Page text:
Once again, we thoroughly enjoyed engaging with our ever-growing community of colleagues at AAC&U’s Annual Meeting in January—we were excited to see so many of you at our various sessions throughout the meeting. Our annual Thursday evening reception continues to be our favorite annual event—we cherish the opportunity to catch up with colleagues and friends of BTtoP, old and new. Thank you to all that stopped by for a chat or introduction. We look forward to continuing our shared work with all of you.
As we mentioned in our last newsletter, the Engelhard Project celebrated ten years at Georgetown University in October 2015. The Engelhard Project for Connecting Life and Learning focuses on teaching to the whole student. By incorporating health and wellness issues into the classroom, the project fosters academic learning and encourages students to reflect on their own attitudes and behaviors. This engaging video (http://engelhard.georgetown.edu/) played at the event, beautifully capturing the impact of the project on Georgetown’s students, faculty, staff, and campus culture.
BTtoP is thrilled to announce the release of a new book from Springer Publishing featuring BTtoP colleagues from the CUNY Kingsborough and CUNY Graduate Center campuses: Civic Engagement Pedagogy in the Community College: Theory and Practice. The volume, which includes reference to the BTtoP Demonstration Site Grant to the two campuses during the 2012-2014 funding period, “will help postsecondary educators to discover the joys and challenges of implementing theoretically grounded civic engagement projects on their campuses.” For more information on the book, visit: http://www.springer.com/us/book/9783319229447. For more information on the CUNY Kingsborough/Graduate Center grant, visit http://www.bttop.org/grants-funding/awarded-grants/brooklyns-public-scholars-civic-research-community-engaged-campus.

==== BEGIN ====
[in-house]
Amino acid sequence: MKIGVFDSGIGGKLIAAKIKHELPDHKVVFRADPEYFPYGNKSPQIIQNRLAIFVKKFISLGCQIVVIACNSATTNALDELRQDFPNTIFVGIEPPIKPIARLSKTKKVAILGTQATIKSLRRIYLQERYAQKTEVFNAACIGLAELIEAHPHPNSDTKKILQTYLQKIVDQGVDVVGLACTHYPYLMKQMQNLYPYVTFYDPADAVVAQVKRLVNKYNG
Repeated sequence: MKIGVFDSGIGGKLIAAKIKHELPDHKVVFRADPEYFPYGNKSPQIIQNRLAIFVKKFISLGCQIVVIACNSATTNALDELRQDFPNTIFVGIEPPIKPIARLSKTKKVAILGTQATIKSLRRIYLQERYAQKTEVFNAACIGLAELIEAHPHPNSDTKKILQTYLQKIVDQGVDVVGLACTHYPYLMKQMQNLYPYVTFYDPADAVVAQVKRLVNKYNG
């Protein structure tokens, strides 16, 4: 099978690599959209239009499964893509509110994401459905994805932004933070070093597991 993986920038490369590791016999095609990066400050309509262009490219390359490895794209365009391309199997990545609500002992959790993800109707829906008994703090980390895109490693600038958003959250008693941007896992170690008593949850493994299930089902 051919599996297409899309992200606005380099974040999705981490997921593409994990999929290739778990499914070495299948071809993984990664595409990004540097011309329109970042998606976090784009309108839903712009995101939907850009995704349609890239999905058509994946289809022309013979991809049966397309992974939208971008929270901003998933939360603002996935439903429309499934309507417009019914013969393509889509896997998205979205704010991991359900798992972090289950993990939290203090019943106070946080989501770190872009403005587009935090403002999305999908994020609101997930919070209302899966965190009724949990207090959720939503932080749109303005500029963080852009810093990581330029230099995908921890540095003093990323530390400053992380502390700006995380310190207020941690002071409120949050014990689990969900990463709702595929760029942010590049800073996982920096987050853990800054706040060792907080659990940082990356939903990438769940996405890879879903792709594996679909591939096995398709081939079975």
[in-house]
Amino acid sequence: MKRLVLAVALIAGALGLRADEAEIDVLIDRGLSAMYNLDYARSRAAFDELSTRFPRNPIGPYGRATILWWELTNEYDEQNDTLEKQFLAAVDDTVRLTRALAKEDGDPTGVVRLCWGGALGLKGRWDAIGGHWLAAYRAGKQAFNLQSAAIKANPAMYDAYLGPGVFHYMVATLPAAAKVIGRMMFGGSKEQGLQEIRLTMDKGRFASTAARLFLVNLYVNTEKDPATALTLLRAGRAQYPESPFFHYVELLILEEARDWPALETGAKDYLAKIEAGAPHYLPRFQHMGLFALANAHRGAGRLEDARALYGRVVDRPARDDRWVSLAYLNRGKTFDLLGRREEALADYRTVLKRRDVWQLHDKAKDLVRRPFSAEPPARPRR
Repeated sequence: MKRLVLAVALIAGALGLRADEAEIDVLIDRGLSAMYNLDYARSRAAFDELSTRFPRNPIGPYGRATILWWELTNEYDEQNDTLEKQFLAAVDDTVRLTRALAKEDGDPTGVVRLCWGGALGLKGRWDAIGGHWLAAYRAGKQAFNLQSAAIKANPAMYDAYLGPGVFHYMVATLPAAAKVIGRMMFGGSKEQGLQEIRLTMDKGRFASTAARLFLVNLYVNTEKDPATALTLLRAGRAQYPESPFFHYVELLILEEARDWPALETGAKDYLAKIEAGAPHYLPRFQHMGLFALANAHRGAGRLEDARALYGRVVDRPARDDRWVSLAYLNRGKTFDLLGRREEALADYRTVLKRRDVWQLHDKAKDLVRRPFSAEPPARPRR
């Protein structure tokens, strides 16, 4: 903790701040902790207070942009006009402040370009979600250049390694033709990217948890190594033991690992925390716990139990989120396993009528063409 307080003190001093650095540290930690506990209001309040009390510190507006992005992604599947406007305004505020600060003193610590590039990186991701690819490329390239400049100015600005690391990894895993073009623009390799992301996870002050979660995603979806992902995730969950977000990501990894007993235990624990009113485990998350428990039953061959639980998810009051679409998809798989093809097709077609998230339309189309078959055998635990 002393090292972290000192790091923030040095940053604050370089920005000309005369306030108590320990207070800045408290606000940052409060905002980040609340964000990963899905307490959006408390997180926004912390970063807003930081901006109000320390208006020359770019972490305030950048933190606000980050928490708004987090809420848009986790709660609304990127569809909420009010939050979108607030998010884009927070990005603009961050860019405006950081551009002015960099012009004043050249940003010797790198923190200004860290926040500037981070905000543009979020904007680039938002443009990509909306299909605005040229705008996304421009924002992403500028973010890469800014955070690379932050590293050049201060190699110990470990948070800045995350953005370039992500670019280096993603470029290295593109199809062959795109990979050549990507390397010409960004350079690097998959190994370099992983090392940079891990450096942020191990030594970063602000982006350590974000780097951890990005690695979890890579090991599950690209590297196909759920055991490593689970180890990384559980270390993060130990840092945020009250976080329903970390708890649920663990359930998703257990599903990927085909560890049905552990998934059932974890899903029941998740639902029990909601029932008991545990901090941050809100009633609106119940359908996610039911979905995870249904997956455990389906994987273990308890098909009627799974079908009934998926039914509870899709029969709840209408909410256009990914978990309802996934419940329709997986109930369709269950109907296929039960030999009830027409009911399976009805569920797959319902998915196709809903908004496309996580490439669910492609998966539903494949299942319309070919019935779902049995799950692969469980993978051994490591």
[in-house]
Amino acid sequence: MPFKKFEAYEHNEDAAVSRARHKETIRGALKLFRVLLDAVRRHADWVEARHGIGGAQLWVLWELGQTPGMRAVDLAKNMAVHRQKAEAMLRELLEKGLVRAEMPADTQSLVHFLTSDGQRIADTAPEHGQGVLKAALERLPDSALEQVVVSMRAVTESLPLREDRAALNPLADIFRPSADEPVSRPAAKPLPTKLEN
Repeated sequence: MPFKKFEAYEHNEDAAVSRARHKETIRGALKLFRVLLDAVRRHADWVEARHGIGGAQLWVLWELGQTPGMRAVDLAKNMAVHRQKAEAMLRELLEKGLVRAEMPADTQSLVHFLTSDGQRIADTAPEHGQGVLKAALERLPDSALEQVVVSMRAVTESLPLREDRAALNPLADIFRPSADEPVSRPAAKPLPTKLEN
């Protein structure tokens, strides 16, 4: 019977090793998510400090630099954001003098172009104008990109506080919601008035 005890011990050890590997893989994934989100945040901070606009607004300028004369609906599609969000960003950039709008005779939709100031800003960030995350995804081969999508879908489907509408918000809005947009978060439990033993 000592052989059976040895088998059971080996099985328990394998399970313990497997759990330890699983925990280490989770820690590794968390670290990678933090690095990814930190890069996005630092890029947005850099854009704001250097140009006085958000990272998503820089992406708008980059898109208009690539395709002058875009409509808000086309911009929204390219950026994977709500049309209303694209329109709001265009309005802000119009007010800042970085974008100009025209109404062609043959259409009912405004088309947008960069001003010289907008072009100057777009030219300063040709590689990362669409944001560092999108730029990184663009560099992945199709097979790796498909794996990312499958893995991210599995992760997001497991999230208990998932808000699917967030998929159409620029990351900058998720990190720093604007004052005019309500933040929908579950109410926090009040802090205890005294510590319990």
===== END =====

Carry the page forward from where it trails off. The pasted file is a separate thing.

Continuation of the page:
BTtoP Director Don Harward Returns to the University of Warsaw, Participates in Imagining America Annual Conference
BTtoP Project Director Don Harward returned to the University of Warsaw, an institution with which he serves as a visiting scholar, for a conference on the status of liberal education throughout central Europe. The conference brought together leaders and faculty from institutions that are in the midst of designing liberal education initiatives. Harward was energized to observe the positive ways their efforts borrowed from liberal education in the United States—but more importantly, he noted how US educators must learn from European colleagues as they address and resolve the core challenges to liberal education. It was inspirational to observe and support other educators championing the core of liberal education in contexts of historical repression and former non-democratic social control.
Harward also had the opportunity to participate in the October 2015 Imagining America Annual Conference, “America Will Be! The Art and Power of ‘Weaving Our We,’” hosted at the University of Maryland, Baltimore County. The events specifically addressed the crises and civic issues arising from the late summer events in Baltimore, MD. Particularly stimulating was the core theme focused on the ways in which higher education (particularly the voices of the arts, design, and civic learning) can—and must—address the patterns of racial injustice and a culture of repression of the “have-nots.”